Some babies need only a few sessions with a shield to return to full breastfeeding. Other will need more practice, or perhaps brief use of the shield at the beginning of each feed.

Don’t Forget Breast Compression

This is a gentle way of holding and squeezing the breast during a breastfeed to help you increase milk flow and encourage bub to stay feeding at the breast as they will be rewarded with more milk.

Hold your breast by cupping and squeezing the breast between thumb and fingers – e.g. with the thumb on top of the breast and the fingers of the same hand below it. Place your hand far enough behind the areola so you don’t disturb bub. Do not press on your breast so that it causes pain, and avoid sliding your thumb or fingers along the breast.

Maintain the compression during baby’s sucking and then remove your hand from the breast in the pauses. Repeat the compressions until there is no active swallowing.

Try the Supplementary Nursing System (SNS)

If the milk supply is low, an SNS™ taped under the shield or directly onto your nipple can help provide an encouraging milk flow and keep baby on the breast until bub is self-sufficient.

Maintain Your Milk Supply

Often, when a baby refuses to breastfeed and life is feeling very stressful for mum, the maintenance of her milk supply can dwindle.

It is important to keep a good milk supply so that when baby comes back to the breast there is lots of milk to keep baby breastfeeding.

Whilst bub is not yet feeding directly at the breast, express you milk around 8 times every 24 hours. This way you will continue to make enough milk for baby. This number is based on the minimum average number of feeds babies will naturally do in the first month of life per day.

Get Lactation Support

As with any breastfeeding issues and complexities, it is a good idea to seek help from a qualified breastfeeding health professional; midwife, maternal child health nurse or lactation consultant.

Australian Breastfeeding Association – ABA helpline

1800 686 2 686 (1800 mum 2 mum)

The Maternal & Child Health Line

Available 24 hours a day, 7 days a week - 13 22 29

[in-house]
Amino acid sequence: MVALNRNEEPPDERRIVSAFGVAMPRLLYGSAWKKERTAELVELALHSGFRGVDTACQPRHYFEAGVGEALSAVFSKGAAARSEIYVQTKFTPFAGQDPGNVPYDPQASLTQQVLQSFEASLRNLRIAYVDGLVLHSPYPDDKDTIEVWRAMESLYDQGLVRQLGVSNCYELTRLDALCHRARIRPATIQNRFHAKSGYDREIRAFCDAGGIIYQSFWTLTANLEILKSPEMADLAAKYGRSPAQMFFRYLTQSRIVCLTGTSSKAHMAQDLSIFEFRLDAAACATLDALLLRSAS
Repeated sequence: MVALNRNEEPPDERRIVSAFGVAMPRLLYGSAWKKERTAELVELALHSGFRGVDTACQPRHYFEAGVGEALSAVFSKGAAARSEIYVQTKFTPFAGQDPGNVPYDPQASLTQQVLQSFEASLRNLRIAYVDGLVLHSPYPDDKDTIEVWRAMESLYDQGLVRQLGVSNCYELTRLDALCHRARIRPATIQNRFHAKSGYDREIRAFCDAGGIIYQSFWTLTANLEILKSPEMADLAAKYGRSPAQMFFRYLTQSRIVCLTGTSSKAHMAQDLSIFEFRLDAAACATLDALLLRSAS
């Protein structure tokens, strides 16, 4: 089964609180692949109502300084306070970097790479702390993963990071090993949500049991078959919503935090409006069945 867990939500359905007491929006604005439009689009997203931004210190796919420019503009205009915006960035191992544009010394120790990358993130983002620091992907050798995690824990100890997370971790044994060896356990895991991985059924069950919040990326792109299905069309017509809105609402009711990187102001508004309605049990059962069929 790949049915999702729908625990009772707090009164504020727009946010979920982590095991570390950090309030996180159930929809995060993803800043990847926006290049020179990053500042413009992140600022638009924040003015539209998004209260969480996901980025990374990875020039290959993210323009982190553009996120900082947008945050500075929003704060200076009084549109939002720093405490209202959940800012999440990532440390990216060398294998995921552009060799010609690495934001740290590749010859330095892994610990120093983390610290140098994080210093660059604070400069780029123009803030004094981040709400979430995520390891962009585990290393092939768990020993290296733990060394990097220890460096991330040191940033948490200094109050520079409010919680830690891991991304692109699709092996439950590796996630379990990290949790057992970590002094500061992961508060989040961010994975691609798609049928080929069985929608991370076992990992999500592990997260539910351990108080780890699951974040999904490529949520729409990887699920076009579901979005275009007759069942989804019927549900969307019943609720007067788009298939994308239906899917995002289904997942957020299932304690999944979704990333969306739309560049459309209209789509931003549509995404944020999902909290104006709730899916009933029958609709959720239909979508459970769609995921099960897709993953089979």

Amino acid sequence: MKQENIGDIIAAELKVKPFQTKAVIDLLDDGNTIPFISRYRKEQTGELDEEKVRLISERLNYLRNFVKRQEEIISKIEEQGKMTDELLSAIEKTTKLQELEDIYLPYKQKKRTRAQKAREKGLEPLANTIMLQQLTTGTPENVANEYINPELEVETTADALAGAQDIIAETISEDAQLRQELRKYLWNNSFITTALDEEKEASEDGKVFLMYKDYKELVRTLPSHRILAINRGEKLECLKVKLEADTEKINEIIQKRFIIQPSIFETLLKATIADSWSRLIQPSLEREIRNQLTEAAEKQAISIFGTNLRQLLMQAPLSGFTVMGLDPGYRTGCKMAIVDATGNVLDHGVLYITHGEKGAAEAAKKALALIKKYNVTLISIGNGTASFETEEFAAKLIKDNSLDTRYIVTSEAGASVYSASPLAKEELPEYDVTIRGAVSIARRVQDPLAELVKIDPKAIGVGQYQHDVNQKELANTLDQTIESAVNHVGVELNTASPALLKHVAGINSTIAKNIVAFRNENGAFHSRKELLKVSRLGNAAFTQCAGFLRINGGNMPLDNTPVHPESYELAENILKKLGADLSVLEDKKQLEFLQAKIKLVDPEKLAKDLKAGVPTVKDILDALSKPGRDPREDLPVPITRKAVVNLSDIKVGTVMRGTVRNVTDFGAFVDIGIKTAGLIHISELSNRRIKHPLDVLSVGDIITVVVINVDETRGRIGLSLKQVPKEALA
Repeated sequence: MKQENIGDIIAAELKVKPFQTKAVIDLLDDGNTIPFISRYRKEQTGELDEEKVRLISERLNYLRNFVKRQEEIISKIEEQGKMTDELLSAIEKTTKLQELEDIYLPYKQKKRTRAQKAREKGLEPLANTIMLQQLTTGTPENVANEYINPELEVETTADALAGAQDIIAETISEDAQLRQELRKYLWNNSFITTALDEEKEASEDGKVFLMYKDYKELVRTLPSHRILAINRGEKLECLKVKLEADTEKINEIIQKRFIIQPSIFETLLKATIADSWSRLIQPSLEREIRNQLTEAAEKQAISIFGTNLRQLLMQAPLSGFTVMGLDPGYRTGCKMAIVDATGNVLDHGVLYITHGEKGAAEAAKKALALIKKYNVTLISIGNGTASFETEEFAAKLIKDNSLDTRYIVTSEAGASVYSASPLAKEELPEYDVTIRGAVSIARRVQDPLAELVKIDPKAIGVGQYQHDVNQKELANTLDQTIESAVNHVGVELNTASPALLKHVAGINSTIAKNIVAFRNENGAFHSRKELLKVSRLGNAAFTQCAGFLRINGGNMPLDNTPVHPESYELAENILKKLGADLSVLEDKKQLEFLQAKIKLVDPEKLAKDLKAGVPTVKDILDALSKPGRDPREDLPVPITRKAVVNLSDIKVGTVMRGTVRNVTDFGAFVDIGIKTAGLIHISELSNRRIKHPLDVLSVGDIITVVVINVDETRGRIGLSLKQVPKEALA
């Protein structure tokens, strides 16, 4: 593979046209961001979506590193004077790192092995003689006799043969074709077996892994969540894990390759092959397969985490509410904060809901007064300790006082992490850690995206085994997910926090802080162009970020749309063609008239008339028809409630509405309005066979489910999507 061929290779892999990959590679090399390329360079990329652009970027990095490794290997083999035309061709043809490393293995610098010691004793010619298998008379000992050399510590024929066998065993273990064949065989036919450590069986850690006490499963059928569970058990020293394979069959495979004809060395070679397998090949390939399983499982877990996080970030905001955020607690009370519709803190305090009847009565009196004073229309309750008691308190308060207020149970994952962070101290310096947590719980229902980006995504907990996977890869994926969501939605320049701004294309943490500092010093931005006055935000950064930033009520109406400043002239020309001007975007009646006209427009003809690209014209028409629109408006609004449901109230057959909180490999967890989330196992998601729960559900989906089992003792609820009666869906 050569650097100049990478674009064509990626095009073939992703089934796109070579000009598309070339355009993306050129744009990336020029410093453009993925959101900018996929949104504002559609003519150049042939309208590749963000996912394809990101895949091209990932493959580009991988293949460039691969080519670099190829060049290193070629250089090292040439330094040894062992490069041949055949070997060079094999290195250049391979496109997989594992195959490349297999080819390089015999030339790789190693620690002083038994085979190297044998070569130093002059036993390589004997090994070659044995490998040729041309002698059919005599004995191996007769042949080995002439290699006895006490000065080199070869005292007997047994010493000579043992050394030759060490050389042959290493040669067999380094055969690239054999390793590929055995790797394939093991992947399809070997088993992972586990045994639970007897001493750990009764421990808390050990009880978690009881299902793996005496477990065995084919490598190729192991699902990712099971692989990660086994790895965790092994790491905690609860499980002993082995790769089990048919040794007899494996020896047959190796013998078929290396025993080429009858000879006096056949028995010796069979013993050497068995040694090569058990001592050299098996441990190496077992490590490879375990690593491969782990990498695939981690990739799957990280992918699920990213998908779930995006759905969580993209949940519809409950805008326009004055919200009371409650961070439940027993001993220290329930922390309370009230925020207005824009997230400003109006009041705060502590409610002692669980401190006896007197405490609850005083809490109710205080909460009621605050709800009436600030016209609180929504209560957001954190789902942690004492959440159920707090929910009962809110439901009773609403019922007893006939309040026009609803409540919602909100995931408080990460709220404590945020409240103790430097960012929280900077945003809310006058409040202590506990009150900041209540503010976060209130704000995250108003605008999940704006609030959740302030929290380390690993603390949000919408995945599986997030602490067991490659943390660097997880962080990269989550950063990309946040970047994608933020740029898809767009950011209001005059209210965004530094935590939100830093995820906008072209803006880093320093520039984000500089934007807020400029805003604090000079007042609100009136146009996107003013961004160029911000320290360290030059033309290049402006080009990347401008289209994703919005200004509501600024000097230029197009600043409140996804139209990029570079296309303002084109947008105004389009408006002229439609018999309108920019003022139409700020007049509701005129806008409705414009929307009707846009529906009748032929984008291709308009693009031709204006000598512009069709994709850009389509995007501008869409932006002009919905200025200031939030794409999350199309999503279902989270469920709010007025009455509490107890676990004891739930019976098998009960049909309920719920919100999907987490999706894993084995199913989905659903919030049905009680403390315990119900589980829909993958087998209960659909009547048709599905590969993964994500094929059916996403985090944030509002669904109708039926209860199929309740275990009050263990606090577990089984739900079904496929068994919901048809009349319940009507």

Maternal and Child Health Nurse Local Centres

Contact your local council

Lactation consultants at the Local hospital

Some hospitals have their own breastfeeding clinics. Phone your local hospital for an appointment

Private Lactation consultants


Have you tried to help your baby return to breastfeeding? What breastfeeding questions do you have for us? Please join the conversation here or on our Medela Australia Facebook page.

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any problems. If your breastfed baby refuses a bottle, don't worry. This is a common occurrence in many babies who are used to breastfeeding. Obviously, this can create certain difficulties for moms, especially if you need to return to work in the near future. nine0003

3 Philips Avent products to help you bottle feed:

So why is your baby refusing to bottle and crying? There are many ways to quickly and easily teach a breastfed baby to a bottle. Here are important tips on what to do when your baby refuses a bottle.

Is the baby refusing the bottle? Take a step back

If your baby cries while bottle feeding, the first thing to do is to start over and rethink your feeding approach and technique. Try the following steps when bottle feeding your baby: [1]

  1. Lift and tilt your baby's head forward. Before inserting the pacifier into the baby's mouth, make sure that the baby's head is raised and tilted over his body to avoid choking: so that the baby does not choke and have the opportunity to burp during bottle feeding.
  2. Insert the pacifier. Bring the pacifier to the baby's lips and gently guide it into the baby's mouth. In no case do not try to press the nipple on the baby's lips and try to push it into his mouth. After touching the pacifier to the baby's lips, wait for the baby to open his mouth and take the pacifier. nine0036
  3. Hold the bottle at an angle. Tilt the bottle at an angle so that the nipple is only half full. So the child can eat at his own pace.
  4. Let the baby burp during and after feeding. It can be useful for a child to burp not only after feeding, but also approximately in the middle of the process. This will help reduce gas or tummy discomfort that your baby may experience from swallowing too much air.
  5. Stop in time, do not overfeed the baby. If the baby begins to turn his head away from the bottle or closes his mouth, then he is full and you need to stop feeding.
  6. Perhaps the flow of milk from the nipple to the baby is weak or, on the contrary, too fast, so he is naughty and refuses the bottle. Try changing the nipple to a nipple with a different flow.​

Other tips if your baby refuses the bottle

If you've followed the steps above and your baby still refuses the bottle, don't worry. There are other ways to help bottle feed your baby. Here are some simple tricks you can add to your bottle feeding process. nine0029 [2]

1. Remind your child about mom.